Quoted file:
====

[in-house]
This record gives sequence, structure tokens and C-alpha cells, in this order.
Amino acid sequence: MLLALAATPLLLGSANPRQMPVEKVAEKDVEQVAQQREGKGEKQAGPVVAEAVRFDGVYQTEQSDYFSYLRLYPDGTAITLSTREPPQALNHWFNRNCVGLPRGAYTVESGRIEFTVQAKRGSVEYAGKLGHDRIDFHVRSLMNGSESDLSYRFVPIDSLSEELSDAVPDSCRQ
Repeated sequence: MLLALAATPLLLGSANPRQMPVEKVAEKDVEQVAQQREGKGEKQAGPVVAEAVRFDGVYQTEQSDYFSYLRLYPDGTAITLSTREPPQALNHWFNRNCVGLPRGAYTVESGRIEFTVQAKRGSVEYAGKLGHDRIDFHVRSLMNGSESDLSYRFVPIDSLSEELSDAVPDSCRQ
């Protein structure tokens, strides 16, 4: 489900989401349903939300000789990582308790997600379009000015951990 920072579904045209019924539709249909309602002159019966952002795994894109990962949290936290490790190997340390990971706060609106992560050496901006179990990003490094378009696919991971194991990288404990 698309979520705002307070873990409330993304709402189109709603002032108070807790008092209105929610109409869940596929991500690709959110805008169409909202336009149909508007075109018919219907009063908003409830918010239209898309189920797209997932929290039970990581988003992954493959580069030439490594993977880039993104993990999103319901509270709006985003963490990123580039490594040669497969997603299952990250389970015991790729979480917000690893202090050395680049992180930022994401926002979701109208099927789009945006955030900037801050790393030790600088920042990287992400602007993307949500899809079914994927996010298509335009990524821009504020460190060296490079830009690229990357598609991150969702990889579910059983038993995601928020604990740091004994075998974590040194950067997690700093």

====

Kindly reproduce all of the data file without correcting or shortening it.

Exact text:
[in-house]
This record gives sequence, structure tokens and C-alpha cells, in this order.
Amino acid sequence: MLLALAATPLLLGSANPRQMPVEKVAEKDVEQVAQQREGKGEKQAGPVVAEAVRFDGVYQTEQSDYFSYLRLYPDGTAITLSTREPPQALNHWFNRNCVGLPRGAYTVESGRIEFTVQAKRGSVEYAGKLGHDRIDFHVRSLMNGSESDLSYRFVPIDSLSEELSDAVPDSCRQ
Repeated sequence: MLLALAATPLLLGSANPRQMPVEKVAEKDVEQVAQQREGKGEKQAGPVVAEAVRFDGVYQTEQSDYFSYLRLYPDGTAITLSTREPPQALNHWFNRNCVGLPRGAYTVESGRIEFTVQAKRGSVEYAGKLGHDRIDFHVRSLMNGSESDLSYRFVPIDSLSEELSDAVPDSCRQ
């Protein structure tokens, strides 16, 4: 489900989401349903939300000789990582308790997600379009000015951990 920072579904045209019924539709249909309602002159019966952002795994894109990962949290936290490790190997340390990971706060609106992560050496901006179990990003490094378009696919991971194991990288404990 698309979520705002307070873990409330993304709402189109709603002032108070807790008092209105929610109409869940596929991500690709959110805008169409909202336009149909508007075109018919219907009063908003409830918010239209898309189920797209997932929290039970990581988003992954493959580069030439490594993977880039993104993990999103319901509270709006985003963490990123580039490594040669497969997603299952990250389970015991790729979480917000690893202090050395680049992180930022994401926002979701109208099927789009945006955030900037801050790393030790600088920042990287992400602007993307949500899809079914994927996010298509335009990524821009504020460190060296490079830009690229990357598609991150969702990889579910059983038993995601928020604990740091004994075998974590040194950067997690700093």